Yesterday, William Donaldson was confirmed by the Senate Banking Committee as next chair of the SEC – full Senate approval is expected shortly – and Mr. Donaldson should be in office by next tuesday…
From the Division of Corporation Finance, Dennis Garris will be leaving as head of the Office of Mergers & Acquisitions to join Alston & Bird – Associate Director Bill Tolbert is also leaving to go back to Ohio.
On GreatGovernance.com, we have posted a lengthy annotated corporate governance guidelines – graciously donated by Cynthia Krus of Sutherland, Asbill & Brennan.
As some board committees are exercising their soon-to-be “right” to hire advisors – or if the governance committee hires a new outside law firm to conduct a one-time governance “gut-check” – the question remains: who does the advisor/law firm work for?
This question must be resolved right away when a retainer letter is drafted. The best answer we have heard so far is “individual directors on behalf of the board.” If you have a different conclusion or a sample retainer letter for a board committee, contact email@example.com.
William Donaldson had his Senate confirmation hearing yesterday – and sounds like the SEC will continue to not be a “kinder, gentler” place…the NY Times headline captures the essence of his testimony – “SEC Choice Says He’s No Harvey Pitt.”
The FEI is wrapping up a study on the compliance costs of Sarbanes-Oxley…could be an eye-opener…going private anyone?
For TheCorporateCounsel.net subscribers, we have posted our first interview – Lou Rorimer on Proxy Season Disclosure.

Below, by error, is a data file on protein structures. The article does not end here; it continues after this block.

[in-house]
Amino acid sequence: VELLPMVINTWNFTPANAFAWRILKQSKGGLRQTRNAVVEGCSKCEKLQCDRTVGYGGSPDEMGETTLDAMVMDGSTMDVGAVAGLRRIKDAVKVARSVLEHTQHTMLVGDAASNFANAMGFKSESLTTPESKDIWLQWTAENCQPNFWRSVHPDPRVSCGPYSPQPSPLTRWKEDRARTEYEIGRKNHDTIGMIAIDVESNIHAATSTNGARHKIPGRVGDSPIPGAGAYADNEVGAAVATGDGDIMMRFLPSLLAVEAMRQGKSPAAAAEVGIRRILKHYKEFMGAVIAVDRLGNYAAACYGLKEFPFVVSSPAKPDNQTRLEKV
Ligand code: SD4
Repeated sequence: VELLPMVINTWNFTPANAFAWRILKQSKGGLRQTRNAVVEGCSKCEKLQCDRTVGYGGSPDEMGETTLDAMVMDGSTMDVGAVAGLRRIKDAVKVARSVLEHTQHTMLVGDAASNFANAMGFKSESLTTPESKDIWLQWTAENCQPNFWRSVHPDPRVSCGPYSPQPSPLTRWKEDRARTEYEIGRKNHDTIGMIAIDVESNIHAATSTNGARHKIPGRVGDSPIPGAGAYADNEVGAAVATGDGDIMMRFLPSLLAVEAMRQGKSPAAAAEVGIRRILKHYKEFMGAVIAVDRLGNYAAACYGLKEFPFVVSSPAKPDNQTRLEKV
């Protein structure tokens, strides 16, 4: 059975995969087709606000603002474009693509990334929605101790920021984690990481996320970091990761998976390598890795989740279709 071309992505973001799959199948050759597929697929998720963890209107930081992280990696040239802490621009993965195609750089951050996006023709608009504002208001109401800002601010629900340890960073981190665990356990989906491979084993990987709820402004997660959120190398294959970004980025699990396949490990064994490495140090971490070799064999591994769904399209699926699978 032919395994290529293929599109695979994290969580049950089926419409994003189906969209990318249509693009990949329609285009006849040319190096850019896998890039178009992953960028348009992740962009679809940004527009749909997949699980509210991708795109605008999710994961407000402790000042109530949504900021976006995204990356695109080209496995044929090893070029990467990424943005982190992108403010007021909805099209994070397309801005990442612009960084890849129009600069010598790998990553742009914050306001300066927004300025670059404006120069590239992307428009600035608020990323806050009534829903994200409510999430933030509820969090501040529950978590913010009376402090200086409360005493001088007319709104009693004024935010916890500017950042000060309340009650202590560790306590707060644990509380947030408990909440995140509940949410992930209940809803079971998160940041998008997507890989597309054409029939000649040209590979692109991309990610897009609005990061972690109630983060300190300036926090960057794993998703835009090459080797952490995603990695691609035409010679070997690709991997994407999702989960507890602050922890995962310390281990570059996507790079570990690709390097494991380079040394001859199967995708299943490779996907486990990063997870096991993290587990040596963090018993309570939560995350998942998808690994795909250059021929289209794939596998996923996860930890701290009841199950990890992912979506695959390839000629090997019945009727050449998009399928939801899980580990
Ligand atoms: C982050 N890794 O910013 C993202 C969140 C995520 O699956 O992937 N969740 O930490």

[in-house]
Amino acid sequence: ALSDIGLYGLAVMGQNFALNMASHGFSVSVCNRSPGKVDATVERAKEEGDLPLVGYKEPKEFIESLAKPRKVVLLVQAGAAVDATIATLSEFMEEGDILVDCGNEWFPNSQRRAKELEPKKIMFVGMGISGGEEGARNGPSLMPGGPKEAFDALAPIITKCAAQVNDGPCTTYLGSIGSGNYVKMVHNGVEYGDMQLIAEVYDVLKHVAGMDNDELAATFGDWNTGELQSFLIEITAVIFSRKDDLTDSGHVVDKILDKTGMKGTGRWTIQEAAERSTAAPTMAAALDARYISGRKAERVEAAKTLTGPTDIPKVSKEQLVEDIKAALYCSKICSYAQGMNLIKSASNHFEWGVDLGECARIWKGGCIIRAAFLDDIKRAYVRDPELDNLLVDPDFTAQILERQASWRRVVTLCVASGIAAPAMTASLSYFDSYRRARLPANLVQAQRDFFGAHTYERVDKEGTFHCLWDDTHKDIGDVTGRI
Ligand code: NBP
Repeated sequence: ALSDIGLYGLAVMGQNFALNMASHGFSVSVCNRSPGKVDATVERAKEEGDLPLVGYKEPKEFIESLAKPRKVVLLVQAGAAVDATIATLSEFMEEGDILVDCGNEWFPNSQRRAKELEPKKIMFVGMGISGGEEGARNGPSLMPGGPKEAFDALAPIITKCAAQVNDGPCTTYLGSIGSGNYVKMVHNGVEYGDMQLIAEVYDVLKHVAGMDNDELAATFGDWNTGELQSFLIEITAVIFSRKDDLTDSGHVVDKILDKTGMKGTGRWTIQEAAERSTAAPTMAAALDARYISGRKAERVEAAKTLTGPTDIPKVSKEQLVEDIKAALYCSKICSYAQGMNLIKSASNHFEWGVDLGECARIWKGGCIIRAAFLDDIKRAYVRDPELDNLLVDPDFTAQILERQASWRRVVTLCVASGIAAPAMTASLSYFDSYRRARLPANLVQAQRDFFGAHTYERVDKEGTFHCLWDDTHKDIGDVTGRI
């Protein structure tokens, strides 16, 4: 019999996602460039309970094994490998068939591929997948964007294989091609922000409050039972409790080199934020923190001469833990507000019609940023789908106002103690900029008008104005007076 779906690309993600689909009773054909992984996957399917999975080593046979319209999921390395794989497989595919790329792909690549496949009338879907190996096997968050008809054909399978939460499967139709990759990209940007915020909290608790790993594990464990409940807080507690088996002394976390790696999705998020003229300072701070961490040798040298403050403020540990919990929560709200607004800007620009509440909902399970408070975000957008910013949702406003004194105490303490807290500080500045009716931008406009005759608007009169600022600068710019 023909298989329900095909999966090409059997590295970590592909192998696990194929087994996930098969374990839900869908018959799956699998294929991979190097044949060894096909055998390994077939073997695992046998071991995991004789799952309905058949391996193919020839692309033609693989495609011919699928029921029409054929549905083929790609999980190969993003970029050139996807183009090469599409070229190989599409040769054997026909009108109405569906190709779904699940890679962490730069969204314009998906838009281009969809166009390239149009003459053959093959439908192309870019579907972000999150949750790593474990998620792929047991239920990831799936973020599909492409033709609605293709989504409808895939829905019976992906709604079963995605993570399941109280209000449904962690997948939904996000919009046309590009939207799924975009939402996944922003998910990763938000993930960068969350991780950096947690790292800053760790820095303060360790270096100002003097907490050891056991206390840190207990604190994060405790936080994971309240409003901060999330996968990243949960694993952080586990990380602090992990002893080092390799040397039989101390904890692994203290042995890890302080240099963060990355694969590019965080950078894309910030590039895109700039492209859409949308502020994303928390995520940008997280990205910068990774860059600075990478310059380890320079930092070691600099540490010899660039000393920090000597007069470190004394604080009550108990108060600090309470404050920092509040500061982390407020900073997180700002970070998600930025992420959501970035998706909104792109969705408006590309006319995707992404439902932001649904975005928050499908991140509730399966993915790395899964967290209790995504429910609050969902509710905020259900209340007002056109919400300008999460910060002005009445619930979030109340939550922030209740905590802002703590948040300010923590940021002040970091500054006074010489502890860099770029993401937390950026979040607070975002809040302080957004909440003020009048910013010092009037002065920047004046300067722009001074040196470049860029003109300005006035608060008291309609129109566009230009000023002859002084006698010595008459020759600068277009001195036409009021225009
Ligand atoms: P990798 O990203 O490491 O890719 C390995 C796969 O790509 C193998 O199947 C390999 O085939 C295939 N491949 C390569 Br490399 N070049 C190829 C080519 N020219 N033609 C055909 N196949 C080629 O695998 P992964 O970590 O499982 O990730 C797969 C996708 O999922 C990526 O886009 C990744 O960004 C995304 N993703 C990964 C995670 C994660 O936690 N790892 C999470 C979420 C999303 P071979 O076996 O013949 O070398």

At a recent conference, Corp Fin Director Alan Beller stressed that the SRO listing standard proposals would be out by the end of February – and that the SEC staff was still trying to “harmonize” the NYSE and Nasdaq proposals.
At its open meeting yesterday, the SEC proposed a self-regulatory organization for mutual funds – and postponed final rules on analyst certifications until today’s open meeting.
For TheCorporateCounsel.net subscribers, we have posted sample codes of ethics!
In analyzing the new attorney conduct rules, the application to chief legal officers remains murky if that person uncovers the problem – as that person then must report to him/herself and get back to him/herself, etc. There are other issues like this that undoubtably will become grist for a staff legal bulletin.
On TheCorporateCounsel.net, we are putting the finishing touches on our final redesign of the site – let us know if further tweaks are needed – send suggestions to firstname.lastname@example.org. We have also posted our February E-Minders at http://www.thecorporatecounsel.net/E-minders/.